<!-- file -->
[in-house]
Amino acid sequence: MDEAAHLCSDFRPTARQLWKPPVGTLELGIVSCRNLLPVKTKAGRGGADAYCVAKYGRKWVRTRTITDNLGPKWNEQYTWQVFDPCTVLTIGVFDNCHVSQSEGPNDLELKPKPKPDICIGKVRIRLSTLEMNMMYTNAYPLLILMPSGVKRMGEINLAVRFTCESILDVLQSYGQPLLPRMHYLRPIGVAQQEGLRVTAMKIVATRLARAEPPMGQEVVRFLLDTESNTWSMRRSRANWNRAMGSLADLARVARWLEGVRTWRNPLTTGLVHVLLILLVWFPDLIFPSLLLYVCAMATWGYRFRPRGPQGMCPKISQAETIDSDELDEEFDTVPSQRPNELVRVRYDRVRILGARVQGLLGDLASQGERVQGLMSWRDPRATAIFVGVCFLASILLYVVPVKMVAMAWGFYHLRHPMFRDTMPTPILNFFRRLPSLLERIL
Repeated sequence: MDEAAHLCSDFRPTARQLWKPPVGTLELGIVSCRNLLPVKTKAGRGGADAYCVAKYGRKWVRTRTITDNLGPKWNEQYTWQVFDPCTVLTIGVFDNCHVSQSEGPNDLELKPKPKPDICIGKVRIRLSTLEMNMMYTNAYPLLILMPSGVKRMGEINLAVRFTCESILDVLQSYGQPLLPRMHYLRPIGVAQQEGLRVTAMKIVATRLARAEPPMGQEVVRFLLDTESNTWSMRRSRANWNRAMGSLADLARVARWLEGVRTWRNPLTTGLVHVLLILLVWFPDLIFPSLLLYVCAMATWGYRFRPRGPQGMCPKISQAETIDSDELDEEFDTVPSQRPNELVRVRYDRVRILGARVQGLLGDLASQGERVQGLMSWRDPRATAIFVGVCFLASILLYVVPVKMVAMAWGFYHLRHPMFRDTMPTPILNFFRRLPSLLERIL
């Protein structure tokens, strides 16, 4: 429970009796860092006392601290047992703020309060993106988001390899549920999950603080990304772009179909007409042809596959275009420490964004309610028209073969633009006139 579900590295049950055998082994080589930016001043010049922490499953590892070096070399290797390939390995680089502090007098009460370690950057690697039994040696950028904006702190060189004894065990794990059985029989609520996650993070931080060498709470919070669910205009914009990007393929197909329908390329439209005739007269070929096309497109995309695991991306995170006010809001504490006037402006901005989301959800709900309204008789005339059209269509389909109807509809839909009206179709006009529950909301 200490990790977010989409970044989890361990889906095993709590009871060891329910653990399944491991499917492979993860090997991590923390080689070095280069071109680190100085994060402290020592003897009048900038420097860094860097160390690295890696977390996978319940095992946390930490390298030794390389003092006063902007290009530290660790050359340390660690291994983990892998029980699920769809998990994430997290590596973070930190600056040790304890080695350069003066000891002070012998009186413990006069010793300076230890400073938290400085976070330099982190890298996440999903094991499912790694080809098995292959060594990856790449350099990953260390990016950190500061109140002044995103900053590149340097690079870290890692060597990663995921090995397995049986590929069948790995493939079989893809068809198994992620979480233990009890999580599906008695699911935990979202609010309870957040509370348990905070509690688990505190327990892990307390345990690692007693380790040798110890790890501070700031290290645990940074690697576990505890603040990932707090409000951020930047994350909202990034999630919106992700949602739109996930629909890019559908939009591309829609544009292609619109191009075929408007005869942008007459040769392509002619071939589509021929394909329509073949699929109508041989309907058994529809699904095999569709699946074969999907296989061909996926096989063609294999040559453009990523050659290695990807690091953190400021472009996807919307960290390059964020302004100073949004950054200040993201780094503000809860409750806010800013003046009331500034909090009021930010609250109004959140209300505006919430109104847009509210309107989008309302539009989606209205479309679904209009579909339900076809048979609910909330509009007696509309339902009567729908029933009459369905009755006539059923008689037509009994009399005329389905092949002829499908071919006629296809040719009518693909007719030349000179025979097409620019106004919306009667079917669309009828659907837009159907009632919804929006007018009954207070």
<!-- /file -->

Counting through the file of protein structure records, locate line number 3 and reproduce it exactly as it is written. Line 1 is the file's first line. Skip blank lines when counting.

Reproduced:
Repeated sequence: MDEAAHLCSDFRPTARQLWKPPVGTLELGIVSCRNLLPVKTKAGRGGADAYCVAKYGRKWVRTRTITDNLGPKWNEQYTWQVFDPCTVLTIGVFDNCHVSQSEGPNDLELKPKPKPDICIGKVRIRLSTLEMNMMYTNAYPLLILMPSGVKRMGEINLAVRFTCESILDVLQSYGQPLLPRMHYLRPIGVAQQEGLRVTAMKIVATRLARAEPPMGQEVVRFLLDTESNTWSMRRSRANWNRAMGSLADLARVARWLEGVRTWRNPLTTGLVHVLLILLVWFPDLIFPSLLLYVCAMATWGYRFRPRGPQGMCPKISQAETIDSDELDEEFDTVPSQRPNELVRVRYDRVRILGARVQGLLGDLASQGERVQGLMSWRDPRATAIFVGVCFLASILLYVVPVKMVAMAWGFYHLRHPMFRDTMPTPILNFFRRLPSLLERIL